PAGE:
2The Expansion Caused By ‘The Big Bang’ Means That Eventually We Will Not Be Able To See Any Other Galaxies

Pretty soon we won’t see other galaxies?

Look beyond the beautiful stars of our own Milky Way, our domestic back yard and we can see many other galaxies full of stars of their own.  Even with the naked eye we can see our neighboring galaxies, Andromeda and the Large and Small Magellanic Clouds, upgrade to even a small telescope and many more suddenly become visible.  Because, of course, The Universe is expanding and because this rate of expansion is increasing, these galaxies are moving farther and farther away from us (see point 4 above).

The farthest point that we are able to view with all our modern technology, is called The Hubble Distance.  This is equivalent to 14 billion light years.  Of course ‘The Big Bang’ happened almost 14 million years ago so we should still be able to see the entire Universe, right?  Wrong!  The expansion of the Universe since the Big Bang means that it is much larger than 14 Billion Light Years of distance.  The mechanics of the expansion, discussed above, and the ability for space time to expand faster than the speed of light means that the Universe beyond the Hubble Distance is expanding faster than the speed of light therefore light from those regions cannot reach us.  Once the expansion of the Universe moves our neighboring galaxies beyond that distance we will no longer be able to see them.

1The Universe Is Flat

Here’s a selfie of the Universe. See. Totally flat.

For centuries debate ranged as to the nature of the Earth, was it flat or round, was it the center of the Universe.  These days of course we all know that the Earth is round and that far from sitting at the center of everything it is a small planet orbiting a rather average sun in a rather average galaxy.  The only thing that we know is special about the Earth is the existence of life but of course that might be terribly ordinary, we just don’t know one way or another.

Having been firmly put in our place over hundreds of years and now with all humanity subscribing to the round Earth reality over the flat Earth fiction we have pretty much all come to accept that the Universe is also anything but flat, after all when we look up into the night sky the heavens gaze back at us in glorious 3D with layer upon layer of stars (which makes us understand why mediaeval English theologians (see 10 above) thought the way they did) all at different distances and all at different angles.  But… looks can be deceiving.

Scientists have come up with a number of explanations for the shape of the Universe, if it exceeds a specific density it would be finite but with no end.  An analogy would be a sphere; the Earth is finite in size but we cannot walk off it, we simply return to the point at which we started.  If the density of the Universe is less than a specific density it will be curved in the other direction, boundless and expand forever with no limitations.  If the density of the Universe matches the critical density exactly it will be flat, it will therefore be infinite but the rate of expansion will gradually reduce to zero (but only after an infinite amount of time).  The most recent measurements of density and of the CMB indicate that the Universe is likely to be flat.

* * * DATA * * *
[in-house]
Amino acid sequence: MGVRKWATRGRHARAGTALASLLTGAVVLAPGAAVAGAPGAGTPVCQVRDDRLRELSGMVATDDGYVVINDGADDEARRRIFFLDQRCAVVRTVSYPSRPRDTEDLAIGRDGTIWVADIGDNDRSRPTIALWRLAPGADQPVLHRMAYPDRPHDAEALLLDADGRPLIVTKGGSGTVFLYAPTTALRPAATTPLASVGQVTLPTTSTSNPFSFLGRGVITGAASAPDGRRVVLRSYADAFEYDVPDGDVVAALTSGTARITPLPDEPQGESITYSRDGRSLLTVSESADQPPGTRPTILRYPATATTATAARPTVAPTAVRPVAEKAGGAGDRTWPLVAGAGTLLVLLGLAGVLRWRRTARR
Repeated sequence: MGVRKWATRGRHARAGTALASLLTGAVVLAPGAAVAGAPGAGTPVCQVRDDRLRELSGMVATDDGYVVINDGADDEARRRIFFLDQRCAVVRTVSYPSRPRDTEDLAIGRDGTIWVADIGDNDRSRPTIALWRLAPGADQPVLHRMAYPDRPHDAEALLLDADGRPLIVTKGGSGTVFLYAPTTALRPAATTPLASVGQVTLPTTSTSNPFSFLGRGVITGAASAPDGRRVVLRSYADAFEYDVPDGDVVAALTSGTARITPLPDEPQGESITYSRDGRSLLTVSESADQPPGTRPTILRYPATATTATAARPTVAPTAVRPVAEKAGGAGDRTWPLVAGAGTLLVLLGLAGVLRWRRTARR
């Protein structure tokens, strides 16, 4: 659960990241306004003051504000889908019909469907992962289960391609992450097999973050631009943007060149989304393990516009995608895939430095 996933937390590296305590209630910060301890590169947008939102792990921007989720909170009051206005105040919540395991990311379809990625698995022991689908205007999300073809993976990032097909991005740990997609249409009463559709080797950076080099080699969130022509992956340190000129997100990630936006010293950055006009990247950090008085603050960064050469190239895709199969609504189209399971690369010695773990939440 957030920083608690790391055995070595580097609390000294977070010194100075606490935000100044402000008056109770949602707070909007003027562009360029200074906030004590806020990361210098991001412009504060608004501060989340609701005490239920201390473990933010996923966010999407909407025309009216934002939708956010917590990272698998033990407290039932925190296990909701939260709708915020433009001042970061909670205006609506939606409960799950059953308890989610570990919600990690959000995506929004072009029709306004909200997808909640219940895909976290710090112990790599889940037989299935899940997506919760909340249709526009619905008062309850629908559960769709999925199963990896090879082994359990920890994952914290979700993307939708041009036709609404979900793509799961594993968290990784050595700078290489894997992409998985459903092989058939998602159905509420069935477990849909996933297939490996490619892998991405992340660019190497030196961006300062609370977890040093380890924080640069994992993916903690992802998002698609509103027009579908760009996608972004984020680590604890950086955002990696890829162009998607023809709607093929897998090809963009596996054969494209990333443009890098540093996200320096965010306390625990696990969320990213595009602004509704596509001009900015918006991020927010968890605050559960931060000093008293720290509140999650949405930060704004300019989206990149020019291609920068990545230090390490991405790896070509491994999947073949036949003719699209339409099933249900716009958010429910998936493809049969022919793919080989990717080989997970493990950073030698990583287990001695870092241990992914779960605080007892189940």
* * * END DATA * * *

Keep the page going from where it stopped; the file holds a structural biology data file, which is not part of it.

But what does this mean in reality, given that we experience a 3 dimensional life?  The explanation for a flat universe boils down to high school geometry: the Universe is flat because parallel lies do not meet and triangles formed from three points always have internal angles that add up to 180 Degrees..


Given all these difficult and confusing concepts it is not surprising that people find the astrophysical and cosmological aspects of ‘Big Bang’ theory confusing and inaccessible.  The theory talks of a ‘Bang’ but it was not an explosion. It tells us that other galaxies are moving away from ours but they are not propelled and the theory even causes us to question absolutes that we thought we knew, telling us that the Universe is flat and that movement faster than the speed of light is possible.

The more we think about ‘The Big Bang’ the more difficult and mind bending the concepts appear to be, the thought that our Universe was created from the black hole that remained after the death of another or that we are living in but one Universe within a multiverse are ideas that we struggle with.  The one thing we do know is that the story of our cosmic origins will never cease to surprise us.  The sum total of human knowledge and abilities may not be expanding at the same rate as the Universe but what we know now dwarfs what we knew 100 years ago and what we discover in the next 100, whether in the field of cosmology or any other, will surprise us.  After all, if the Universe is flat anything is possible!